However, crafting the immersive experience has proven to be a challenge.

“Since we are performing in a style where the kids sit on the stage, we need to make sure everyone can see everything that’s happening around them,” Forbes said.

Another engaging feature of the Daisy Company’s play is that hooks will be placed along the walls where actors, in full view of the audience, will take off one piece of their costume and put on a different piece to signify a change of character. Additionally, the actors will break character after each of the four stories to allow for a “wiggle break” for the Lower School students.

While the members of the Daisy Company have been working on designing blocking and organizing props for their performance, students from the Hockaday technical, set and costumes crew have also been an integral part of putting the play together.

Freshman Helena Magee is the lighting designer and light board operator for the Cinderella play. As such, she along with freshman Maisy Crow, have designed and hung dozens of fixtures, focusing on color and intensity to create depth and variation.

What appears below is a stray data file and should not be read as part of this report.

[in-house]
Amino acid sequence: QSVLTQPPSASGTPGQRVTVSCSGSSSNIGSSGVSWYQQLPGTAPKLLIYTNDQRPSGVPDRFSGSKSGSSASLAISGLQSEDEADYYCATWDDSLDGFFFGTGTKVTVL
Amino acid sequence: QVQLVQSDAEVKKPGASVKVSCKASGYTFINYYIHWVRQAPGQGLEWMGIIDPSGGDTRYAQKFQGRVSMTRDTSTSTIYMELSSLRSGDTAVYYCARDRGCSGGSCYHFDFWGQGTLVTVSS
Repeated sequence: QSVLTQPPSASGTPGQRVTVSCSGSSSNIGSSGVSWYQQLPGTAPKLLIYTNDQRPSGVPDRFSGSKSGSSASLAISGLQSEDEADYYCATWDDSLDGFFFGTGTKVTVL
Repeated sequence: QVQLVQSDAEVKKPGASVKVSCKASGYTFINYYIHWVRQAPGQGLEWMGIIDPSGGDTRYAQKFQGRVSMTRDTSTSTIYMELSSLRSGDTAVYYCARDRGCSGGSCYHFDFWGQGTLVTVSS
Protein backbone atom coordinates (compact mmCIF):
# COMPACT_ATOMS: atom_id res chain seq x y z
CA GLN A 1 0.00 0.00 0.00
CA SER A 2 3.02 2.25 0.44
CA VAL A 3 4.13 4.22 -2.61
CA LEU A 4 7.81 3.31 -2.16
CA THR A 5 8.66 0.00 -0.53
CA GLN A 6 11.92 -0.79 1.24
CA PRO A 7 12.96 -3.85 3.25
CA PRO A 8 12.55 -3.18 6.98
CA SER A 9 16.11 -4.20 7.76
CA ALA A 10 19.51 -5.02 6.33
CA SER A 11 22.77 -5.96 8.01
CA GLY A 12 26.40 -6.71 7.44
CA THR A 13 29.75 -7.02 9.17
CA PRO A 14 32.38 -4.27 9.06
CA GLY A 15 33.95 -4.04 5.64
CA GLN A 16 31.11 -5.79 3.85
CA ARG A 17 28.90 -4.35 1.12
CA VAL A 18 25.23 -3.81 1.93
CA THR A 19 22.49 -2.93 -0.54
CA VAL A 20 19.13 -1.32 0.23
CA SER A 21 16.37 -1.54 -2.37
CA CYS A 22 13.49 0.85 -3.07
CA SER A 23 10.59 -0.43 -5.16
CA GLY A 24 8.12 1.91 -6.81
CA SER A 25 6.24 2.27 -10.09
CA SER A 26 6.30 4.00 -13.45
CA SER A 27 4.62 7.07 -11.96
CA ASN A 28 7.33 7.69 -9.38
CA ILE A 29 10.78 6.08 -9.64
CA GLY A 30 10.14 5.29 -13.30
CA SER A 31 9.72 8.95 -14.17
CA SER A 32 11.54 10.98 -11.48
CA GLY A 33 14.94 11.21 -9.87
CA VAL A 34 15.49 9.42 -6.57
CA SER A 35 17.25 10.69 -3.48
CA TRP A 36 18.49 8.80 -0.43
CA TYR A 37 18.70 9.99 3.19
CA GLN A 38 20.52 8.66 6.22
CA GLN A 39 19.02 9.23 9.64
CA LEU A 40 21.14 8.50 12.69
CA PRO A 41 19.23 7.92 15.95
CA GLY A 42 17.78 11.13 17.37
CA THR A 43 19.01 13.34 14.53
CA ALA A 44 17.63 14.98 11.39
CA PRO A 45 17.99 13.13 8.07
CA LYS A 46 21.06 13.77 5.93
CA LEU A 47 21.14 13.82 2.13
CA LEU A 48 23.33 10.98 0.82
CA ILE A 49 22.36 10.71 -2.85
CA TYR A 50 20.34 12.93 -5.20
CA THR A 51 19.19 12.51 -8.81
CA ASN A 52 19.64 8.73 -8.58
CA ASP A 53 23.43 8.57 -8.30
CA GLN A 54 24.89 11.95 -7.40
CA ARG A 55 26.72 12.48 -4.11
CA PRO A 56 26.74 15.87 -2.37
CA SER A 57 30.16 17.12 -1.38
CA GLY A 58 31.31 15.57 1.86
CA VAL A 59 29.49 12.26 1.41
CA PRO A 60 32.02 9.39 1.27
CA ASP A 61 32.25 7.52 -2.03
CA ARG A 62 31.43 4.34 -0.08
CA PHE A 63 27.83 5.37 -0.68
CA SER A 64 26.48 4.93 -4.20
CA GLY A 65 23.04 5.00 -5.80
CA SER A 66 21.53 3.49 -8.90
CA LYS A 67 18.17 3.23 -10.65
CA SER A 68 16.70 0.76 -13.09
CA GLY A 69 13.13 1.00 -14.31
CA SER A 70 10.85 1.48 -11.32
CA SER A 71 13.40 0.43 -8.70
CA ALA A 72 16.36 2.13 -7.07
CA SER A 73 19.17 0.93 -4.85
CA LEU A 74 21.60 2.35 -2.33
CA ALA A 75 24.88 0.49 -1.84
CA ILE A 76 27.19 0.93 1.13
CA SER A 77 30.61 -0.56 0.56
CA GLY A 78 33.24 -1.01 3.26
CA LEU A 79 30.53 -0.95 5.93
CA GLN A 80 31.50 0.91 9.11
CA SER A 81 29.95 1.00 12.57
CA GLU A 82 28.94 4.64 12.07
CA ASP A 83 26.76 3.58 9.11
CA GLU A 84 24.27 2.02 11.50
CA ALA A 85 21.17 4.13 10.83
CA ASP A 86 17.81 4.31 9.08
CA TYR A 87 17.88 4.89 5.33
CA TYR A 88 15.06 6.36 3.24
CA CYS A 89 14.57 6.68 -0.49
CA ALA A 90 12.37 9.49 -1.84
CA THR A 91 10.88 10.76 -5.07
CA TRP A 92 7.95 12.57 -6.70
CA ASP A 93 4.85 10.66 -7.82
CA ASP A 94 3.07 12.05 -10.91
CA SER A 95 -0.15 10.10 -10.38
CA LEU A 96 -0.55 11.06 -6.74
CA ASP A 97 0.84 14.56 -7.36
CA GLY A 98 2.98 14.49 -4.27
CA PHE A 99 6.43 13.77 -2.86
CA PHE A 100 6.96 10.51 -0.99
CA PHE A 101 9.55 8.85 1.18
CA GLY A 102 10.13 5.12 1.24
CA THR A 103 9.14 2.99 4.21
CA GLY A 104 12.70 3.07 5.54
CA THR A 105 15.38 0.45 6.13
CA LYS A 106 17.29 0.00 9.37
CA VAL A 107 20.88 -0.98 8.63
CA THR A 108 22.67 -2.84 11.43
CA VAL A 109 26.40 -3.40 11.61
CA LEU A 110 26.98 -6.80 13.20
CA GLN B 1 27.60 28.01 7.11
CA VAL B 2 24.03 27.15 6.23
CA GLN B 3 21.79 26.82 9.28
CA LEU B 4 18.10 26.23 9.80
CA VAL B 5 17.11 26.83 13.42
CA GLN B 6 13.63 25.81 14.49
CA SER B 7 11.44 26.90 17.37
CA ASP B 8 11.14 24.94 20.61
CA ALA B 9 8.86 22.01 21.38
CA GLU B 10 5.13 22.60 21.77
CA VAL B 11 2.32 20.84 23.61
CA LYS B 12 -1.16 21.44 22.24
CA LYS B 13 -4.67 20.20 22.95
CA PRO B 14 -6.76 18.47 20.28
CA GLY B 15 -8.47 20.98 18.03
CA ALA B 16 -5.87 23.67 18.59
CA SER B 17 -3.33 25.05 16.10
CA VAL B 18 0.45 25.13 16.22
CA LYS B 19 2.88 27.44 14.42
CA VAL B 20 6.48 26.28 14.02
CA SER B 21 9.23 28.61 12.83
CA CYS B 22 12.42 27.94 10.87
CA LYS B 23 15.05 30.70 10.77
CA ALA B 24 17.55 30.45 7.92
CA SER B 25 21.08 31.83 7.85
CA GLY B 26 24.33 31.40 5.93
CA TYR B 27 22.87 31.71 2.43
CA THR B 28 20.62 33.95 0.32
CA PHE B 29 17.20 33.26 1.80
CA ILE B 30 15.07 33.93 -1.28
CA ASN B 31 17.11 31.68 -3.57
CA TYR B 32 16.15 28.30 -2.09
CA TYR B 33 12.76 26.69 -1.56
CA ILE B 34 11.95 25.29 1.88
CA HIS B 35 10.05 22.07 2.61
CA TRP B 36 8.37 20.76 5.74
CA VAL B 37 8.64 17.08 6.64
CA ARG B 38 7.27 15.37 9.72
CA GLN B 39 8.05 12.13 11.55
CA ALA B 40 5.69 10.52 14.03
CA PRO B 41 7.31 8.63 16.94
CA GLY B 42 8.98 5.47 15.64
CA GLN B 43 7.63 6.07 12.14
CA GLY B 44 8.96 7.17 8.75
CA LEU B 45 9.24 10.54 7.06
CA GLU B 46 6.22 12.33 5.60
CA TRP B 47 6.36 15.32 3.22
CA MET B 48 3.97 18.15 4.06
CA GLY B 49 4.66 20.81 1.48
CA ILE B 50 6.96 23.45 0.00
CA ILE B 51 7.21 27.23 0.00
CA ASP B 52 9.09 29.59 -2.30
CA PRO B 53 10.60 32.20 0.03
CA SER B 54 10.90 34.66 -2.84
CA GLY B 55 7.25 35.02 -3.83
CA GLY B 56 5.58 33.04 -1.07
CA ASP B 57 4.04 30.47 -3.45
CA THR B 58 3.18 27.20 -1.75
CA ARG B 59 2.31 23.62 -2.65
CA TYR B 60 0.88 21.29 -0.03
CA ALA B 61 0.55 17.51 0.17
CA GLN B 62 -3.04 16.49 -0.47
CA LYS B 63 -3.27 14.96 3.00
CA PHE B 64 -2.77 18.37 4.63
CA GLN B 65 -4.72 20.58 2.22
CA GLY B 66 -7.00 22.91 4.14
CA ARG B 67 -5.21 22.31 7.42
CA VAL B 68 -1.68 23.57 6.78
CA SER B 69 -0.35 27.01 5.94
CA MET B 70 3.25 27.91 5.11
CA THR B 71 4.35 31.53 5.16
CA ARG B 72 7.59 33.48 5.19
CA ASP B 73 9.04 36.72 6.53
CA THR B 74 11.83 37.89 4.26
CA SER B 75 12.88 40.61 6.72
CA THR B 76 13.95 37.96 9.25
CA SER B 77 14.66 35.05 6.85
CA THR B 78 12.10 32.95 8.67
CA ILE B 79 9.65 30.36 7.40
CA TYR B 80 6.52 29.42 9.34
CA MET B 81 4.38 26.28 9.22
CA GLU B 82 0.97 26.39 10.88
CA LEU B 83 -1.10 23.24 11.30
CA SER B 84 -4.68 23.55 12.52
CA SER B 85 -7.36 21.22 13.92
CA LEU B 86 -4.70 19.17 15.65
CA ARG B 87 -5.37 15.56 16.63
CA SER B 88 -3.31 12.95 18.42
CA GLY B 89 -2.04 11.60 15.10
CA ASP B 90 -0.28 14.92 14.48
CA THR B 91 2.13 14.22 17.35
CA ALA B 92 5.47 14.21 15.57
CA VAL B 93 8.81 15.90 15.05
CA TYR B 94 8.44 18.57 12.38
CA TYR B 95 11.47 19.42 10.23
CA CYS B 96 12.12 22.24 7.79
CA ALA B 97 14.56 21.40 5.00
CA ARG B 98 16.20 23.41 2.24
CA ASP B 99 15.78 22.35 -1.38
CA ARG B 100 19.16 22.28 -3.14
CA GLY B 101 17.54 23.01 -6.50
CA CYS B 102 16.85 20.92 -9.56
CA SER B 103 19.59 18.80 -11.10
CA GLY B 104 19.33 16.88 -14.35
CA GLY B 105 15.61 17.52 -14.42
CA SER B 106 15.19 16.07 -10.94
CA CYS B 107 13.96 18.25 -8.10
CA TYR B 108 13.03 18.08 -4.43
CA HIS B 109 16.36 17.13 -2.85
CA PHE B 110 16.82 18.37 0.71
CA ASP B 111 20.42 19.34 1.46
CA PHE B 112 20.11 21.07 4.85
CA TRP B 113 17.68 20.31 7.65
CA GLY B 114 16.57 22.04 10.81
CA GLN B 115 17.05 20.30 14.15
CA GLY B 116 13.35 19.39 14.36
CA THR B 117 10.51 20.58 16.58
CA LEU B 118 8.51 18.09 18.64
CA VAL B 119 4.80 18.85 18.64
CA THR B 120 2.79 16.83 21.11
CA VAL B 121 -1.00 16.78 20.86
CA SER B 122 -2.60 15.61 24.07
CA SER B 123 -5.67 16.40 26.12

“We plan to continue experimenting with fixture placement and begin finalizing certain combinations of lights to emphasize specific areas and set pieces and to enhance the overall performance,” Magee said.

However, because Magee is not a member of the Daisy Company class, coordinating rehearsal times will prove difficult.

“It will be a challenge finding time to rehearse with the actors since our schedules do not match up,” Magee said.

Looking Ahead

Although the Daisy Company will perform the show in April, Gray does not envision this as the end of their journey with the Cinderella play.

“My goal is that at the end of this, once we’ve performed it, that we go back and really refine the script and actually do get it to where it’s a script that could be used by somebody else who hasn’t seen the show,” Gray said.

If the script is ready, Gray will consider submitting to young playwriting festivals to see if those companies would be interested in performing a stage reading of it. Several such festivals include the Humana Festival in St. Louis, which is a professional theater festival, as well as the professional Kitchen Dog Theater in Dallas, which holds an annual “Pup Fest” for teen playwrights.

“That could be done this year, that could be done next year,” Gray said. “That’ll be the hard thing once we finish the show, to revisit and clean up the script.”

And Gray believes that the experience of collaboratively writing a play as a company and working together to bring it to fruition has been a tremendously rewarding one, and she hopes to continue projects like this in the future.

“I’ve really enjoyed it as an entire process. It’s really great for the freshman class,” Gray said. “We spent the first semester learning some acting skills, and now they get to put that into a piece and share it with the Lower School.”


Elizabeth Guo – Copy Editor